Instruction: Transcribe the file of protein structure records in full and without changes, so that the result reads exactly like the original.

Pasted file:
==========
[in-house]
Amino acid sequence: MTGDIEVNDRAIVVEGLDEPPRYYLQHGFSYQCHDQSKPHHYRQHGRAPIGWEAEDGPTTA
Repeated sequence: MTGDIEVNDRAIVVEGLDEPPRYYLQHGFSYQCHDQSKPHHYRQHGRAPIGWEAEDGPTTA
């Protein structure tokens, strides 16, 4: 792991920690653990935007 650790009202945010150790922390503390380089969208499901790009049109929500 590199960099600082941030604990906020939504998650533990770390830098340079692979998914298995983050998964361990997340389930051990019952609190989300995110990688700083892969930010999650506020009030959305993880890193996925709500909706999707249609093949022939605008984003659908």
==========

[in-house]
Amino acid sequence: MTGDIEVNDRAIVVEGLDEPPRYYLQHGFSYQCHDQSKPHHYRQHGRAPIGWEAEDGPTTA
Repeated sequence: MTGDIEVNDRAIVVEGLDEPPRYYLQHGFSYQCHDQSKPHHYRQHGRAPIGWEAEDGPTTA
């Protein structure tokens, strides 16, 4: 792991920690653990935007 650790009202945010150790922390503390380089969208499901790009049109929500 590199960099600082941030604990906020939504998650533990770390830098340079692979998914298995983050998964361990997340389930051990019952609190989300995110990688700083892969930010999650506020009030959305993880890193996925709500909706999707249609093949022939605008984003659908």